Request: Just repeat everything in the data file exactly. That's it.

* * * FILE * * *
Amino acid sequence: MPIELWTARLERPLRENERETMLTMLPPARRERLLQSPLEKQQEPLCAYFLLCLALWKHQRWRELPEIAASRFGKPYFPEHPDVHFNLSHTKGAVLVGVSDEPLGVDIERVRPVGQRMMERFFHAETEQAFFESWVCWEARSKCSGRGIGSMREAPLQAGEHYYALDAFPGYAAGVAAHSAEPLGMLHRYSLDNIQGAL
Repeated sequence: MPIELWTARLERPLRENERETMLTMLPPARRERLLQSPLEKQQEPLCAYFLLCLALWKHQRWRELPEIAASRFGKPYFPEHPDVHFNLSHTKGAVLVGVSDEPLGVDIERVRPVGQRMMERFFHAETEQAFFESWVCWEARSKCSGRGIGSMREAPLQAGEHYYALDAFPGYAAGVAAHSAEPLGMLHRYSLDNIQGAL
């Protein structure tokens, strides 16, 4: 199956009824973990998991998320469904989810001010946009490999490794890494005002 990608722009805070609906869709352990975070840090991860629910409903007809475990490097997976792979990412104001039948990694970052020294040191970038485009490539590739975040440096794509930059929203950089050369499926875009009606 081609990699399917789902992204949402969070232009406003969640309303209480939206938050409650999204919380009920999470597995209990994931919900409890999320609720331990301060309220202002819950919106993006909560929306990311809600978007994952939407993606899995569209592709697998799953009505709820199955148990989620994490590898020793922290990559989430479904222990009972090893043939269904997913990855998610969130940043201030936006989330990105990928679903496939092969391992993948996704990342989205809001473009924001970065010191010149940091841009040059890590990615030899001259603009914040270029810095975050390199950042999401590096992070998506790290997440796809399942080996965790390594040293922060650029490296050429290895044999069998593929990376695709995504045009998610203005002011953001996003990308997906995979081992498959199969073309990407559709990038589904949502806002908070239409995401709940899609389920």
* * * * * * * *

Amino acid sequence: MPIELWTARLERPLRENERETMLTMLPPARRERLLQSPLEKQQEPLCAYFLLCLALWKHQRWRELPEIAASRFGKPYFPEHPDVHFNLSHTKGAVLVGVSDEPLGVDIERVRPVGQRMMERFFHAETEQAFFESWVCWEARSKCSGRGIGSMREAPLQAGEHYYALDAFPGYAAGVAAHSAEPLGMLHRYSLDNIQGAL
Repeated sequence: MPIELWTARLERPLRENERETMLTMLPPARRERLLQSPLEKQQEPLCAYFLLCLALWKHQRWRELPEIAASRFGKPYFPEHPDVHFNLSHTKGAVLVGVSDEPLGVDIERVRPVGQRMMERFFHAETEQAFFESWVCWEARSKCSGRGIGSMREAPLQAGEHYYALDAFPGYAAGVAAHSAEPLGMLHRYSLDNIQGAL
């Protein structure tokens, strides 16, 4: 199956009824973990998991998320469904989810001010946009490999490794890494005002 990608722009805070609906869709352990975070840090991860629910409903007809475990490097997976792979990412104001039948990694970052020294040191970038485009490539590739975040440096794509930059929203950089050369499926875009009606 081609990699399917789902992204949402969070232009406003969640309303209480939206938050409650999204919380009920999470597995209990994931919900409890999320609720331990301060309220202002819950919106993006909560929306990311809600978007994952939407993606899995569209592709697998799953009505709820199955148990989620994490590898020793922290990559989430479904222990009972090893043939269904997913990855998610969130940043201030936006989330990105990928679903496939092969391992993948996704990342989205809001473009924001970065010191010149940091841009040059890590990615030899001259603009914040270029810095975050390199950042999401590096992070998506790290997440796809399942080996965790390594040293922060650029490296050429290895044999069998593929990376695709995504045009998610203005002011953001996003990308997906995979081992498959199969073309990407559709990038589904949502806002908070239409995401709940899609389920």